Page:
Now, anyone who makes the effort of picking a faction has a reason for doing so. Maybe you approve of that faction's goals, or you feel comfortable working within it, or all your friends are there... whatever. Furthermore, people tend to adapt themselves to the groups in which they live and work. Therefore, most people in the Law faction will exhibit "law-like" traits. But you'll also get the occasional "chaos-like" oddball who had some strange reason to hook up with Law. And likewise, Chaos will have a handful of "law-like" people who chose Chaos. I regard this as a feature rather than a bug--it adds a new dimension to the system and opens up cool RP options.
 

EzekielRaiden

Follower of the Way
I find that Law/Chaos is more fraught than Good/Evil. But that's the point of shifting to an "alignment = allegiance" model instead of "alignment = behavior." All you have to do is ask: Which side of the cosmic conflict between Law and Chaos has Batman cast his allegiance with?

Presuming that "criminals and supervillains" are the DCU equivalent of cosmic Chaos, and "police and the Justice League" are Law, then Batman has certainly picked the latter. And that's all you need to know. He's Lawful. His behavior is irrelevant.

Now, anyone who makes the effort of picking a faction has a reason for doing so. Maybe you approve of that faction's goals, or you feel comfortable working within it, or all your friends are there... whatever. Furthermore, people tend to adapt themselves to the groups in which they live and work. Therefore, most people in the Law faction will exhibit "law-like" traits. But you'll also get the occasional "chaos-like" oddball who had some strange reason to hook up with Law. And likewise, Chaos will have a handful of "law-like" people who chose Chaos. I regard this as a feature rather than a bug--it adds a new dimension to the system and opens up cool RP options.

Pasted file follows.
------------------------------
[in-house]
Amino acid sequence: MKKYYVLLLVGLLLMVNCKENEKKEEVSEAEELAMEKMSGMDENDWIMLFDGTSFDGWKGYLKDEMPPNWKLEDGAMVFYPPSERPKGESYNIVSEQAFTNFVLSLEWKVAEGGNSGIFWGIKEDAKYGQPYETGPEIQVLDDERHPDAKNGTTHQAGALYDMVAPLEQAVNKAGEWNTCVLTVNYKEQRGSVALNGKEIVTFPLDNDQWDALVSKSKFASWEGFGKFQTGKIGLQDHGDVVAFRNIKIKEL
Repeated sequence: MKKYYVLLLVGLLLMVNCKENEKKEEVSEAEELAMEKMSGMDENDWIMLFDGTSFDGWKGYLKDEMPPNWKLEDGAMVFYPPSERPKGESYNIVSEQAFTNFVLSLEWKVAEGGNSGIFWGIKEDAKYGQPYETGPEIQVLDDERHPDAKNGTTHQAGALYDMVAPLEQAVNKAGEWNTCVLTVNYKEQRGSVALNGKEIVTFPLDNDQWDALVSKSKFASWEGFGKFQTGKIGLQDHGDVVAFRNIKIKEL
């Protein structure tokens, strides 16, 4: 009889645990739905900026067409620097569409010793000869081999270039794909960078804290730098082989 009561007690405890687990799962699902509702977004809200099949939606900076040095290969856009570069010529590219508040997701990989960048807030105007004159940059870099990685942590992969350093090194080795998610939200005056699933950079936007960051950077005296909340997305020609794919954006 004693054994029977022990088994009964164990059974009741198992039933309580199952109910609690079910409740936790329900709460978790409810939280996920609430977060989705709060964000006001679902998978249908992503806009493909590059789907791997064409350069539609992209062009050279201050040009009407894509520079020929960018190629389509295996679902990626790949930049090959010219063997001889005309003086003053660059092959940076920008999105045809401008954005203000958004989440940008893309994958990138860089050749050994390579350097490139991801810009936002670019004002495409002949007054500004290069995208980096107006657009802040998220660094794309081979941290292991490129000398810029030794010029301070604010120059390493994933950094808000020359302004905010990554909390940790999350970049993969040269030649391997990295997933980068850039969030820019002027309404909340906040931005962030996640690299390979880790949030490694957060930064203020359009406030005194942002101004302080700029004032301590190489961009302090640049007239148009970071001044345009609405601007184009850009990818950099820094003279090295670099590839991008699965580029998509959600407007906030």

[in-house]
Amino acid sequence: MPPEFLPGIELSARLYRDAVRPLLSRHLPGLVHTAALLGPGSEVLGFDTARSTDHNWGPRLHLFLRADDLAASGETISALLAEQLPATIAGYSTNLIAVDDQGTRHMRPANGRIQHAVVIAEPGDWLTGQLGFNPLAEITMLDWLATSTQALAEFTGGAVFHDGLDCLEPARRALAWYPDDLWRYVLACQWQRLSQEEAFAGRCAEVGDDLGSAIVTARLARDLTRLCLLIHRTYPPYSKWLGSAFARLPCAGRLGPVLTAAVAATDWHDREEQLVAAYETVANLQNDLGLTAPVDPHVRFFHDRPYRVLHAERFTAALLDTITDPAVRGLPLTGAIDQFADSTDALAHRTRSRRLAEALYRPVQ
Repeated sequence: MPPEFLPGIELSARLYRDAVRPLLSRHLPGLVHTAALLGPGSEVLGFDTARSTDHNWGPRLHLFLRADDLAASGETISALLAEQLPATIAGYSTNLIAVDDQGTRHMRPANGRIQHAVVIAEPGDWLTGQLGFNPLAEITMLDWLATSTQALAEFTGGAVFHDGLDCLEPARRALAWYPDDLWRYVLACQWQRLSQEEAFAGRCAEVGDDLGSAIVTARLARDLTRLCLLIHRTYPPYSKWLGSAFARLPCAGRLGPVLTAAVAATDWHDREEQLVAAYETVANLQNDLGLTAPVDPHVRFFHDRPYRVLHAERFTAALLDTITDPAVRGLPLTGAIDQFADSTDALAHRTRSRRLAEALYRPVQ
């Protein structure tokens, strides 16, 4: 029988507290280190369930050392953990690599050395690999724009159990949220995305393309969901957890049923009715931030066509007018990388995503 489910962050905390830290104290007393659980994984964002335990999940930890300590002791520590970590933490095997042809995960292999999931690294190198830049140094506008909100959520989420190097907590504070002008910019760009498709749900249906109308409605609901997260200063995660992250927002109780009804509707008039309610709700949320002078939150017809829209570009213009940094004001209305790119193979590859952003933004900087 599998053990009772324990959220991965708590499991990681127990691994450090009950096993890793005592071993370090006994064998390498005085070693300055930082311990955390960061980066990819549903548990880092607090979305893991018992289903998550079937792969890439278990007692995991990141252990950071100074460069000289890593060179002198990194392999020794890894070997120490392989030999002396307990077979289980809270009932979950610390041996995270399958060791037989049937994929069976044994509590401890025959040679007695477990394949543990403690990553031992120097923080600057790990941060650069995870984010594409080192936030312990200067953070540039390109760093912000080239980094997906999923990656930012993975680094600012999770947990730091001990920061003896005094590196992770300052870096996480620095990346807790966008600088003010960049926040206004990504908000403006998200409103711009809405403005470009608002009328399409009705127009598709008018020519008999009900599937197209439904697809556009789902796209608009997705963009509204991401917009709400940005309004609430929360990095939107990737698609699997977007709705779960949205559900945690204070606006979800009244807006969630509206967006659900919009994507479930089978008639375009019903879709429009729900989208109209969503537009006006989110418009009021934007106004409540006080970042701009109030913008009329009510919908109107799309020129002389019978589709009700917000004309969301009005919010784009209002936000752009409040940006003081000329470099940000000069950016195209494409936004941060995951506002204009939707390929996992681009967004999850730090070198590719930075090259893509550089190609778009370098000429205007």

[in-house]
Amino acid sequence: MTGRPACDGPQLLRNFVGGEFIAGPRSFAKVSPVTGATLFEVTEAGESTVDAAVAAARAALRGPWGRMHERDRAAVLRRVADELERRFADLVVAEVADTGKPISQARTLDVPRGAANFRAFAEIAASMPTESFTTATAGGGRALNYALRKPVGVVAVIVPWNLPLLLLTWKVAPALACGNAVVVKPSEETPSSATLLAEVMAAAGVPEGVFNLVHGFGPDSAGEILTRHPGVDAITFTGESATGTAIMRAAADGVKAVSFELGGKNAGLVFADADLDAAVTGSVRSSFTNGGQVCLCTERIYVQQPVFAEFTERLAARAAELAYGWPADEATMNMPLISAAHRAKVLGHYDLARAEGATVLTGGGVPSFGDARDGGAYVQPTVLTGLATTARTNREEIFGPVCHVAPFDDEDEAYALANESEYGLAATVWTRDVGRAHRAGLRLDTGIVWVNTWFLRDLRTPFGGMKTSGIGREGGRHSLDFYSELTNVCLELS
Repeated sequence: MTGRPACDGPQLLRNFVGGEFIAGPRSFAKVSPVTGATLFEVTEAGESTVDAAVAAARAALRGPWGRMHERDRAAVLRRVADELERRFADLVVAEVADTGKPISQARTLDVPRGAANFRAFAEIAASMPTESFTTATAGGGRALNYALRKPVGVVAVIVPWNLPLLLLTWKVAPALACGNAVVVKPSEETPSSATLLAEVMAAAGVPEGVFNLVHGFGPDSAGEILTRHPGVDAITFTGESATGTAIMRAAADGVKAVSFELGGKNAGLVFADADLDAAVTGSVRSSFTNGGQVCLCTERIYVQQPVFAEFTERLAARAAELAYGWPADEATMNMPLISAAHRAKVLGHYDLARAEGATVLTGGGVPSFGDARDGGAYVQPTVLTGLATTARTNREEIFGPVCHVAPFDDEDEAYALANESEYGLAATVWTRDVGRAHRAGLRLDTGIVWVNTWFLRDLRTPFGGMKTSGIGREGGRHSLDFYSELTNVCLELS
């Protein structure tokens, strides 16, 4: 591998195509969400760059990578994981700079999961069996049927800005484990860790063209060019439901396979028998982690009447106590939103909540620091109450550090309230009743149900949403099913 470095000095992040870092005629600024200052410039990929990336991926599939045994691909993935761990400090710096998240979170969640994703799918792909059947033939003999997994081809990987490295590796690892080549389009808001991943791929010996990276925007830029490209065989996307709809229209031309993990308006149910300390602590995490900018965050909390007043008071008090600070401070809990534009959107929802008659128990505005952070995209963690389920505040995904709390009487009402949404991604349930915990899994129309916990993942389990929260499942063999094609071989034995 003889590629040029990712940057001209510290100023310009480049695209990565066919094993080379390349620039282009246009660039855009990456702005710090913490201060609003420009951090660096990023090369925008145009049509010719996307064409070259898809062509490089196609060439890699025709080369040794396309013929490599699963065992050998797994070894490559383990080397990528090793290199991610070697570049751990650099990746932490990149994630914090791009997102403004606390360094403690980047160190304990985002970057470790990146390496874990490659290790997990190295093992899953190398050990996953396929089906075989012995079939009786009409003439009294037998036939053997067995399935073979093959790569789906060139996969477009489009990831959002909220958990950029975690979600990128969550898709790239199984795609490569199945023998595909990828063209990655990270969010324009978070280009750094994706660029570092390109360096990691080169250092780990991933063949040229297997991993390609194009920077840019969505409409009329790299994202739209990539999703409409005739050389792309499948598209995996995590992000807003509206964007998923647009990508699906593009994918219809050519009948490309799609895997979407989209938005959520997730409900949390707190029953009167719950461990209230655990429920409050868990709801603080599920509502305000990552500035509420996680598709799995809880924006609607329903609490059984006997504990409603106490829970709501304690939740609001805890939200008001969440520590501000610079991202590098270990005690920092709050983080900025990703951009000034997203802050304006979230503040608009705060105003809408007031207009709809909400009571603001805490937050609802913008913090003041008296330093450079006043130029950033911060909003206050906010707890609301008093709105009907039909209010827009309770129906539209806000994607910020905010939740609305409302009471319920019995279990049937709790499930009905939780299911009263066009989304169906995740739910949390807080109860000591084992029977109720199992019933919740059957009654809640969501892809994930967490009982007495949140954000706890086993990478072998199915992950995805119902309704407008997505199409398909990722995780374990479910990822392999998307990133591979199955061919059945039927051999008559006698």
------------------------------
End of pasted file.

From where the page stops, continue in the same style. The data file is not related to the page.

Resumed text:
While I personally find this very interesting, I suspect a lot of folks who like alignment enough to want to keep it would have issues. That is, by making it so behavior explicitly and completely does not matter, you may have made it something other than what (many) fans would consider "alignment" to be.
 

EzekielRaiden

Follower of the Way
I blanket write off all batman alignment arguments. Every person who uses them takes from 12 different batmans to make their case.
Then consider Monks being required to be Lawful in 3e despite the whole "drunken master" archetype, while Bards have to be Chaotic despite the rote memorization and practice required to do a goodly amount of performance art.

I appreciate the effort, but I dont think alignment needs to be more complex to satisfy folks.
Alright.